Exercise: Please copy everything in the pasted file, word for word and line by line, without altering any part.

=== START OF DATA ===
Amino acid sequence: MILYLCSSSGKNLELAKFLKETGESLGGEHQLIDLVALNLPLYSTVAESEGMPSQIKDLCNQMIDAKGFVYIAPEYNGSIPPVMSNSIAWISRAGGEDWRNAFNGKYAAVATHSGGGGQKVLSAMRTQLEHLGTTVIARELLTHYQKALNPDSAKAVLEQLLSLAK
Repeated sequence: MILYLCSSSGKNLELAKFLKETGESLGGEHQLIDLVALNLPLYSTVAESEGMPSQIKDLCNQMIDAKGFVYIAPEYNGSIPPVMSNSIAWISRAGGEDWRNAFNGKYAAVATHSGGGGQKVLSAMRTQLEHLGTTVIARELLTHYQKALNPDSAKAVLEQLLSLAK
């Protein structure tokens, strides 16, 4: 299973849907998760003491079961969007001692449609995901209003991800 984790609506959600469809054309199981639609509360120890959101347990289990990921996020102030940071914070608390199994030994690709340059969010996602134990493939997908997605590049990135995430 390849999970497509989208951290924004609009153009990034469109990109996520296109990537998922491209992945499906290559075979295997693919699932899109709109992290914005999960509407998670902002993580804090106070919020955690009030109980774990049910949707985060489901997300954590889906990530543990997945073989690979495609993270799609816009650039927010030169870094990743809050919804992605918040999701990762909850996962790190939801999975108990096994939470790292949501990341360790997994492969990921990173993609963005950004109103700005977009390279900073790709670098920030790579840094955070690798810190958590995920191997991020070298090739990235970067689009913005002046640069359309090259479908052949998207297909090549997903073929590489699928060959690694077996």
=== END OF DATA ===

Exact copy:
Amino acid sequence: MILYLCSSSGKNLELAKFLKETGESLGGEHQLIDLVALNLPLYSTVAESEGMPSQIKDLCNQMIDAKGFVYIAPEYNGSIPPVMSNSIAWISRAGGEDWRNAFNGKYAAVATHSGGGGQKVLSAMRTQLEHLGTTVIARELLTHYQKALNPDSAKAVLEQLLSLAK
Repeated sequence: MILYLCSSSGKNLELAKFLKETGESLGGEHQLIDLVALNLPLYSTVAESEGMPSQIKDLCNQMIDAKGFVYIAPEYNGSIPPVMSNSIAWISRAGGEDWRNAFNGKYAAVATHSGGGGQKVLSAMRTQLEHLGTTVIARELLTHYQKALNPDSAKAVLEQLLSLAK
């Protein structure tokens, strides 16, 4: 299973849907998760003491079961969007001692449609995901209003991800 984790609506959600469809054309199981639609509360120890959101347990289990990921996020102030940071914070608390199994030994690709340059969010996602134990493939997908997605590049990135995430 390849999970497509989208951290924004609009153009990034469109990109996520296109990537998922491209992945499906290559075979295997693919699932899109709109992290914005999960509407998670902002993580804090106070919020955690009030109980774990049910949707985060489901997300954590889906990530543990997945073989690979495609993270799609816009650039927010030169870094990743809050919804992605918040999701990762909850996962790190939801999975108990096994939470790292949501990341360790997994492969990921990173993609963005950004109103700005977009390279900073790709670098920030790579840094955070690798810190958590995920191997991020070298090739990235970067689009913005002046640069359309090259479908052949998207297909090549997903073929590489699928060959690694077996």